IP Protection Bills Might Not Work as Intended

Unintended Consequences Overlooked, Expert Says
IP Protection Bills Might Not Work as Intended

Drafters of House and Senate bills aimed at protecting intellectual property have overlooked unintended consequences around proposed legislation, the Brooking Institute's Allan Friedman says.

The Senate's Protect IP Act, S 968, and the House's Stop Online Privacy Act, HR 3261, allow the federal government to order Internet service providers to use the Domain Name System's DNS resolvers - the technology responsible for translating a domain name into an IP address - to inform users that a website deemed to infringe intellectual property does not exist. The problem with such a policy is people will easily figure out ways to circumvent DNS blocking, Friedman says.

"I'm not against laws that are trying to govern behavior if we have a good discussion about what the behavior we're trying to evaluate is," Friedman says in an interview with Information Security Media Group's Eric Chabrow (transcript below).

"The challenge is every time you have any law, you want to think about what are the unintended consequences," he says. "Clearly, the drafters of the House and Senate version either didn't care or didn't know enough to think about the unintended consequences."

Based on history, crackdowns on certain styles of illegal infringement will force people to find other solutions. While proposing such legislation, lawmakers need to seriously consider how they're trying to change behavior to make sure that people aren't going to do something that renders the law less effective, Friedman says, "because you're not going to rid of infringement if it's easy to evade these controls. But more importantly, in addition to not achieving your stated gains, you're actually making things worse off."

In the interview, Friedman identifies flaws with the legislation:

  • Adding complexity that would make the goals of stability and security more difficult.
  • Exposing many American Internet users, their computers and employers to known risks.
  • Setting back other efforts to secure cyberspace, domestically and internationally.

As a fellow in governance studies at Brookings, Friedman wrote a policy briefing - Cybersecurity in the Balance: Weighing the Risks of the Protect IP Act and the Stop Online Piracy Act - on how IP protection laws could endanger cyberspace security.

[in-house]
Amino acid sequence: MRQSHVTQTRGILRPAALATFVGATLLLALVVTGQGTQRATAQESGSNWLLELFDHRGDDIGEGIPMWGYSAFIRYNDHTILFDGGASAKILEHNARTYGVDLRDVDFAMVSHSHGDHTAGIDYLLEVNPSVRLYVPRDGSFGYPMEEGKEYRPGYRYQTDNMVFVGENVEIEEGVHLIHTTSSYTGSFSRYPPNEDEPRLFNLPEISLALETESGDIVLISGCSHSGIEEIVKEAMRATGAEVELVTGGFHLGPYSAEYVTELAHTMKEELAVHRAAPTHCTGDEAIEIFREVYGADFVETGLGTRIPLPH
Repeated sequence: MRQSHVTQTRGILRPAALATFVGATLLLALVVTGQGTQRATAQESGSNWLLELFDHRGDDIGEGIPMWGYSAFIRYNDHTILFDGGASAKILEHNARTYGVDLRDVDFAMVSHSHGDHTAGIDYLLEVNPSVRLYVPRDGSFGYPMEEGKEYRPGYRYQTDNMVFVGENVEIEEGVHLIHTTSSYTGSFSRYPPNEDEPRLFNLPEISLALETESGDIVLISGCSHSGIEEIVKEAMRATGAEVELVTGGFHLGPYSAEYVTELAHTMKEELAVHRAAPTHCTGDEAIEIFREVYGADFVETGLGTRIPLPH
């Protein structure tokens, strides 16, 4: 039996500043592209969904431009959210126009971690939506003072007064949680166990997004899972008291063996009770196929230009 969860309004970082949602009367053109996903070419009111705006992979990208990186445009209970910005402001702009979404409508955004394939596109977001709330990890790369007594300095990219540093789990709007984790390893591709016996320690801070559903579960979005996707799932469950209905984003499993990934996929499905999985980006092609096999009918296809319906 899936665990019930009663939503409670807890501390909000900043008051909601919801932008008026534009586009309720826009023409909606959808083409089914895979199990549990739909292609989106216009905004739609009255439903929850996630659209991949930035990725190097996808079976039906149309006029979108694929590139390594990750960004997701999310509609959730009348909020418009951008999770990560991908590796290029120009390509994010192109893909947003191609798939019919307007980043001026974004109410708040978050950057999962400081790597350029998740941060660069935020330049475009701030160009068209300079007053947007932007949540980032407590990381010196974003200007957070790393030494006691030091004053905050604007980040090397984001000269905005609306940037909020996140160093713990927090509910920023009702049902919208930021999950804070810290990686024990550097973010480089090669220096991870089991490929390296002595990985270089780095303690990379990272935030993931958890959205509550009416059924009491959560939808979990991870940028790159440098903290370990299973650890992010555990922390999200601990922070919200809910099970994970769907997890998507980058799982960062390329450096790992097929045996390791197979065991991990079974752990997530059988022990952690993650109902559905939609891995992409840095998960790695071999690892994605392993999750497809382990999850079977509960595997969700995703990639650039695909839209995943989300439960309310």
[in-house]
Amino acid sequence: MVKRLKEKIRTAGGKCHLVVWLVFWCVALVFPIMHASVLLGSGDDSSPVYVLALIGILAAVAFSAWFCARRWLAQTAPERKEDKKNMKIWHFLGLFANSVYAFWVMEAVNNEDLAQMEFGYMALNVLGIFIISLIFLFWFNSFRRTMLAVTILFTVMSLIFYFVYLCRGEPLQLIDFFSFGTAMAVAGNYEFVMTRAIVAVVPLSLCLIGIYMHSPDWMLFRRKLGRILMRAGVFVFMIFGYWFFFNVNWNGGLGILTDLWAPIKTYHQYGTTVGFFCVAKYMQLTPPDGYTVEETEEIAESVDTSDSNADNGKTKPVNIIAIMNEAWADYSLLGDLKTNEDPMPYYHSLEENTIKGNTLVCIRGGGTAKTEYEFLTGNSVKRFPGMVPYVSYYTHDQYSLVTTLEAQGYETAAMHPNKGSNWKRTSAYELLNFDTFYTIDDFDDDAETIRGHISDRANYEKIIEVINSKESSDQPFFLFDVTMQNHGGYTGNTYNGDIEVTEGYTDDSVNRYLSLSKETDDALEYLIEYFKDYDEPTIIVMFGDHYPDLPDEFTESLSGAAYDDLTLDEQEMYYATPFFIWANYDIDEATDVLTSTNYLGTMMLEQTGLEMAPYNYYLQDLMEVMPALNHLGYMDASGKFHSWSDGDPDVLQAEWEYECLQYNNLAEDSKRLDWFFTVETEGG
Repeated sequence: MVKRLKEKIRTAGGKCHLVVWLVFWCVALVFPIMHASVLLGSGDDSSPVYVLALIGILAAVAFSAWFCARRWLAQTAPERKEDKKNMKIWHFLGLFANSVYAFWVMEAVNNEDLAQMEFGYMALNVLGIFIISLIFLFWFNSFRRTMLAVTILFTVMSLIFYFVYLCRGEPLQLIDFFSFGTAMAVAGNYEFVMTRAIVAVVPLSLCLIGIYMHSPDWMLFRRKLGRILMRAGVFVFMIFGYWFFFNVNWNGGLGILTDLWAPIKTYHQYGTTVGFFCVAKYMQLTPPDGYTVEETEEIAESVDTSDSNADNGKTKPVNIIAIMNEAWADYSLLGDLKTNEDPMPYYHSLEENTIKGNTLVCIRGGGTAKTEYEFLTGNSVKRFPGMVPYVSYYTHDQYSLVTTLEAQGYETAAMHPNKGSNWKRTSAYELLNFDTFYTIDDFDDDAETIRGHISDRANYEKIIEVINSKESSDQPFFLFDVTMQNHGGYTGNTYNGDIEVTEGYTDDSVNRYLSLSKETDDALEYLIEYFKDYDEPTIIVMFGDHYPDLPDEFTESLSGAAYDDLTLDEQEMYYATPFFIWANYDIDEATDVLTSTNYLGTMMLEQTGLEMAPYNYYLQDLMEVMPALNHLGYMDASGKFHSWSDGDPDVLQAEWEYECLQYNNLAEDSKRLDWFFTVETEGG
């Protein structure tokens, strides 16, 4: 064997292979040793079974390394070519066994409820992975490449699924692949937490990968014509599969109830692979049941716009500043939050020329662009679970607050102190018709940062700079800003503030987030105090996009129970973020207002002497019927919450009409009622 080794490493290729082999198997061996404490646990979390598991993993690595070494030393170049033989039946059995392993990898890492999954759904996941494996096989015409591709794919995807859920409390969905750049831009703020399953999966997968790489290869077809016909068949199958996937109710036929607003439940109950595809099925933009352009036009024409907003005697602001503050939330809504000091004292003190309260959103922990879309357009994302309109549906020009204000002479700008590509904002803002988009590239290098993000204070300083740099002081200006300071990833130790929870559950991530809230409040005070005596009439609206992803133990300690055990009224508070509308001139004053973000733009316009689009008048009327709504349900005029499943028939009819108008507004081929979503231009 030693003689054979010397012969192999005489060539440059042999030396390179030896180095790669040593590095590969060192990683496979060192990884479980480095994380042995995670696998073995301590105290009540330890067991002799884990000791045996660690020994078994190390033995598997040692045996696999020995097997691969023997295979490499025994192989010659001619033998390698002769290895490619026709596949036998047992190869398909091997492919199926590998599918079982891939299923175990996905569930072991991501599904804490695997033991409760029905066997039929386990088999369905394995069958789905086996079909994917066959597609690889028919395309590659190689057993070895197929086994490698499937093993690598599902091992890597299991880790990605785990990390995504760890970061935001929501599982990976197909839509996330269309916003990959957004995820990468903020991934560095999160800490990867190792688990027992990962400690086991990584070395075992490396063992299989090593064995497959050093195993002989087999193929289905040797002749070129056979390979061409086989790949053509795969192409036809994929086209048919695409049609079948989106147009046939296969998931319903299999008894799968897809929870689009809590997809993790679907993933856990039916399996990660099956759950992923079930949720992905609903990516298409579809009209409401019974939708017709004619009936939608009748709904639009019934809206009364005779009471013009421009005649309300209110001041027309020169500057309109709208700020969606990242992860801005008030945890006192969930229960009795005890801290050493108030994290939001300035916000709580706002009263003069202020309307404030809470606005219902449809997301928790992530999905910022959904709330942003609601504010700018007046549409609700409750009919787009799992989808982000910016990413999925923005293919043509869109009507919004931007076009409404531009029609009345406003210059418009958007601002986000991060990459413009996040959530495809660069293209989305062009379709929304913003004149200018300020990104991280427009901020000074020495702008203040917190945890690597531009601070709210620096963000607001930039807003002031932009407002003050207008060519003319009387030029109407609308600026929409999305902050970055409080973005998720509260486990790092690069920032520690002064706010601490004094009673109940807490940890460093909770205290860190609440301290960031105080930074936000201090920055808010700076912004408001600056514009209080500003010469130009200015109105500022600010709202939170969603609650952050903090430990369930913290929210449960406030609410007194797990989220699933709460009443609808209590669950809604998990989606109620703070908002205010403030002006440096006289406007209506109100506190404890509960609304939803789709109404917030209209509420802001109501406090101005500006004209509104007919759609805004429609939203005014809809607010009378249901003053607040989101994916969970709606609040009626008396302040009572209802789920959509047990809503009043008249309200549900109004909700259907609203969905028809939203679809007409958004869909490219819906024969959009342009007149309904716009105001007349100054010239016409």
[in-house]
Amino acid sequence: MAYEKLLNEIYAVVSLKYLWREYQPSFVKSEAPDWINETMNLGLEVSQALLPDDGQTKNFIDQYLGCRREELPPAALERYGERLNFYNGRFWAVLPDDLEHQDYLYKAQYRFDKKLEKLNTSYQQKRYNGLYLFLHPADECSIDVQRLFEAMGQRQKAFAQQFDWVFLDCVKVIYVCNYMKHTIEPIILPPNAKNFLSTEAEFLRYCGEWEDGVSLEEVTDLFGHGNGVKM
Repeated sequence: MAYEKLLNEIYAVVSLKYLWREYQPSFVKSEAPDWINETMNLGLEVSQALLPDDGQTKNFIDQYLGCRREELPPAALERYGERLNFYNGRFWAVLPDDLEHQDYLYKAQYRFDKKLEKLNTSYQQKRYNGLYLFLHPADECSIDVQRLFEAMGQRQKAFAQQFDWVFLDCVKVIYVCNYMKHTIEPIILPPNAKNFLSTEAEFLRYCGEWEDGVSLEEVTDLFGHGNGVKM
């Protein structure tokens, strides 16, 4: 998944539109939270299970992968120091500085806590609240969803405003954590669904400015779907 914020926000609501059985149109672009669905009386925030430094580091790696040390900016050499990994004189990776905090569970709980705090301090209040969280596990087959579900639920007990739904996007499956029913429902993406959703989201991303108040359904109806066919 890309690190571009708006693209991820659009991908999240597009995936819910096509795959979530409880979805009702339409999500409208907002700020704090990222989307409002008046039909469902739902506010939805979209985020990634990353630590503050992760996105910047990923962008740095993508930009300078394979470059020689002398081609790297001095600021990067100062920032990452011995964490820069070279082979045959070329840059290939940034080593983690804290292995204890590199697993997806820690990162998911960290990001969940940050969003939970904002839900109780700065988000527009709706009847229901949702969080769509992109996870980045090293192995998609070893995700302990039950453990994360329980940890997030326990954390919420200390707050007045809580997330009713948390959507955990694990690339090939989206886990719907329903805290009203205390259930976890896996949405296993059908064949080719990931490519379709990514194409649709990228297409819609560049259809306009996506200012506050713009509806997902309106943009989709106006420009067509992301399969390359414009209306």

Friedman also serves as research director at Brooking's Center for Technology Innovation. His work spans the social sciences, public policy and computer science, and has addressed issues ranging from electronic medical records to telecommunications policy.

Before joining Brookings, Friedman was a fellow at the Center for Research on Computation and Society in the Harvard Computer Science department, where he worked on cybersecurity policy, privacy-enhancing technologies and the economics of information security. Friedman also was a fellow at the Belfer Center for Science and International Affairs, where he worked on the Minerva Project for Cyber International Relations.

Friedman holds a Ph.D. in public policy from Harvard. He earned his bachelor degree in computer science from Swarthmore College.

Bills Threaten Internet

ERIC CHABROW: You write that these bills are the first legislation that pits our cybersecurity priorities against entrenched economic interest, highlighting a very real social choice. How so? What are the objectives of these two bills and how could they weaken cybersecurity?

ALLAN FRIEDMAN: The bills are devoted to trying to stop online websites from facilitating intellectual property theft with the primary focus on websites that are outside of the American jurisdiction. We currently have a number of laws on the books that allow content holders to go to websites and say, "Listen, that content is illegal. You're using it illegally. We own the rights to it; you can't do that." The Digital Millennium Copyright Act was passed. More recently a bill was passed that empowered United States government to seize domains if they were devoted to infringement. But this law really expands the set of powers that the government can use to go after online infringement. The challenge is the means by which it does that. Not only do they affect online free-expression and potentially pose a threat to future innovation, but they really represent a threat to efforts to secure cyberspace.

First, there's the question of tinkering with the underlying mechanics of the Internet. One of the powers mentioned in both bills is a requirement that once a website is deemed to be infringing, the government can issue an order and every service provider in America - from the largest multi-state ISPs to any service provider for a medium-size company - has to change their DNS resolvers to block these websites. So you have infringing website.ru. The way computers usually talk to is as you type in the domain name, the computer talks to a DNS resolver which translates it back into an IP address that allows two computers to talk. The law requires that these DNS resolvers lie and say there is no website. This in general isn't a great idea. It makes things less stable and in particular it interferes with the technology known as DNSSEC, an attempt to secure the domain name system which doesn't have built-in security. This secure overlay is something that the United States has made a priority for almost the past ten years, and this will make it a little difficult. It won't make it impossible because, after all, it breaks DNSSEC for websites that the government has already deemed illegal, but it will make it a little difficult.